Place:Chithurst, Sussex, England

Coordinates51.001°N 0.802°W
Located inSussex, England
Also located inWest Sussex, England     (1865 - )
See alsoChichester Rape, Sussex, Englandrape in which it was located
Dumpford Hundred, Sussex, Englandhundred in which it was located
Midhurst Rural, Sussex, Englandrural district 1894-1974
Chichester District, West Sussex, Englanddistrict municipality covering the area since 1974
source: Family History Library Catalog

the text in this section is based on an article in Wikipedia

Since the local administration reorganization of 1974 the parish of Chithurst has merged with the parish of Trotton under the name "Trotton with Chithurst". Wikipedia provides statistics for population and area for the new parish. In the 2001 UK census the parish covered 7.7 square kilometres (3.0 sq mi) and had 129 households with a total population of 328. At the 2011 Census the population had only increased marginally to 329.

The original parish of Chithurst was relatively small. It bordered the parish of Iping on the east and was surrounded by Trotton on the north, west, and south.

The village of Chithurst contains St. Mary's Church. The church dates to the 11th century and is one of the smallest recorded in Taylor & Taylor's Anglo-Saxon Architecture. It exhibits Saxon features in the proportions, the thinness of the walls, a splayed window in the south chancel wall, long-and-short work quoins with large shaped stones, and some herringbone work in the stone rubble masonry of the walls. It consists of nave and chancel which show these signs of construction in the Anglo-Saxon era, but the west porch and bell turret are of later construction.

Chithurst (as "Titcherste") was listed in the Domesday Book of 1086 as being in the ancient Hundred of Dumpford and having 14 households comprising six villagers (only adult males counted), five smallholders and three slaves; with ploughing land, woodland, meadows, a mill and a church; it had a value to the lord of the manor of £3.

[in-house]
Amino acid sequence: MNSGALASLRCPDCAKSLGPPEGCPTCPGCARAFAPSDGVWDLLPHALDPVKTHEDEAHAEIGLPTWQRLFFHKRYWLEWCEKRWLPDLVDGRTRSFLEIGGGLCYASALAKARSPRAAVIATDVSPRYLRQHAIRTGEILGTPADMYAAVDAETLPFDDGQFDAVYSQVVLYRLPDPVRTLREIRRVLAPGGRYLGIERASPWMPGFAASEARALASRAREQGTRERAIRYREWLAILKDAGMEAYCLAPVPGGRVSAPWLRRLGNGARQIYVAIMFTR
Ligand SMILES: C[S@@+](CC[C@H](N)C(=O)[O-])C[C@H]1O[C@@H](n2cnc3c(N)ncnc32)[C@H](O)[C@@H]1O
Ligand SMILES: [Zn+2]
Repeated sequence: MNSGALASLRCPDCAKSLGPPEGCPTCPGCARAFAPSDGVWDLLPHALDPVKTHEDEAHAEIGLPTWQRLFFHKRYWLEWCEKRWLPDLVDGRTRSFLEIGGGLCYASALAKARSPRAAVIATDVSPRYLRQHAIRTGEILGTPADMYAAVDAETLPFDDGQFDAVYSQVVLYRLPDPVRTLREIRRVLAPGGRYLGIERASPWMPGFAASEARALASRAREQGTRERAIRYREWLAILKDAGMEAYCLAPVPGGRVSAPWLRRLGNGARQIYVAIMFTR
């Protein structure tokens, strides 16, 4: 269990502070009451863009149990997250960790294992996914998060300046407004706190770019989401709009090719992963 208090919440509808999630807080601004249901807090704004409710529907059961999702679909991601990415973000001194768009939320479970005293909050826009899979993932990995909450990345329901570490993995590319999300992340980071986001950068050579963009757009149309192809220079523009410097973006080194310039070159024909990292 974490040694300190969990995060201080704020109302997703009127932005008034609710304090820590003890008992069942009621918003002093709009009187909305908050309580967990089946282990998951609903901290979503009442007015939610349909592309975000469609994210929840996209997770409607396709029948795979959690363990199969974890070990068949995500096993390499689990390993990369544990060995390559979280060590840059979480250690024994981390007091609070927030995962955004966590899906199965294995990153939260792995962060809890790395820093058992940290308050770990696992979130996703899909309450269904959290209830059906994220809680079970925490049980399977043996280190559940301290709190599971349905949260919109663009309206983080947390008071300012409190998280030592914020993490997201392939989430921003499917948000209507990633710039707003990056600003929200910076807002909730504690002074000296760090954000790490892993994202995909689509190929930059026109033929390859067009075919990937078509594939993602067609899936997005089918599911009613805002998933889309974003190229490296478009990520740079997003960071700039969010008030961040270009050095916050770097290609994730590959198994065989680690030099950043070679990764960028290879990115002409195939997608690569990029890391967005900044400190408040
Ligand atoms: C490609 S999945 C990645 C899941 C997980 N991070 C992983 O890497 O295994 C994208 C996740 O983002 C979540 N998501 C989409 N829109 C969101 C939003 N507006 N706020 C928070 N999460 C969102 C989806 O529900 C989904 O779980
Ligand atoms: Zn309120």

In 1861, Chithurst had a population of 213 and an area of 1,047 acres (424 ha) of which, according to Kelly's 1867 Directory "about 360 are waste and wood land".

It is noted that during the period 1813-1857 Chithurst combined with Iping (not Trotton) to form an ecclesiastical parish. Ref: Source:Challen, W. H. Transcripts of Parish Registers of Iping-Cum-Chithurst, Sussex, England, 1813-1853.

Research Tips

  • The West Sussex Record Office is located in Chichester. Because it holds the records of the Church of England Diocese of Chichester, which covers the whole of Sussex, it has church records relating to both parts of Sussex.
  • An on-line catalogue for some of the collections held by the West Sussex Record Office is available under the Access to Archives (A2A) project (a nationwide facility housed at The National Archives, Kew).
  • West Sussex Past - database of 2 million records from West Sussex heritage organizations.
  • The Institute of Heraldic and Genealogical Studies' Sussex Collection (PDF). This is a 9-page PDF naming the files relating to Sussex in their collection-a possible first step in a course of research.
  • The National Library of Scotland has a website which provides maps taken from the Ordnance Survey England & Wales One-Inch to the Mile series of 1892-1908 as well as equivalent maps for Scotland itself. The immediate presentation is a "help" screen and a place selection screen prompting the entry of a location down to town, village or parish level. These screens can be removed by a click of the "X". The map is very clear and shows parish and county boundaries and many large buildings and estates that existed at the turn of the 20th century. Magnification can be adjusted and an "overlay feature" allows inspection of the area today along with that of 1900. The specific map from the series can be viewed as a whole ("View this map") and this allows the inspection of the map legend (found in the left hand bottom corner. Becoming familiar with the various facilities of these maps is well worth the trouble.
This page uses content from the English Wikipedia. The original content was at Trotton with Chithurst. The list of authors can be seen in the page history. As with WeRelate, the content of Wikipedia is available under the Creative Commons Attribution/Share-Alike License.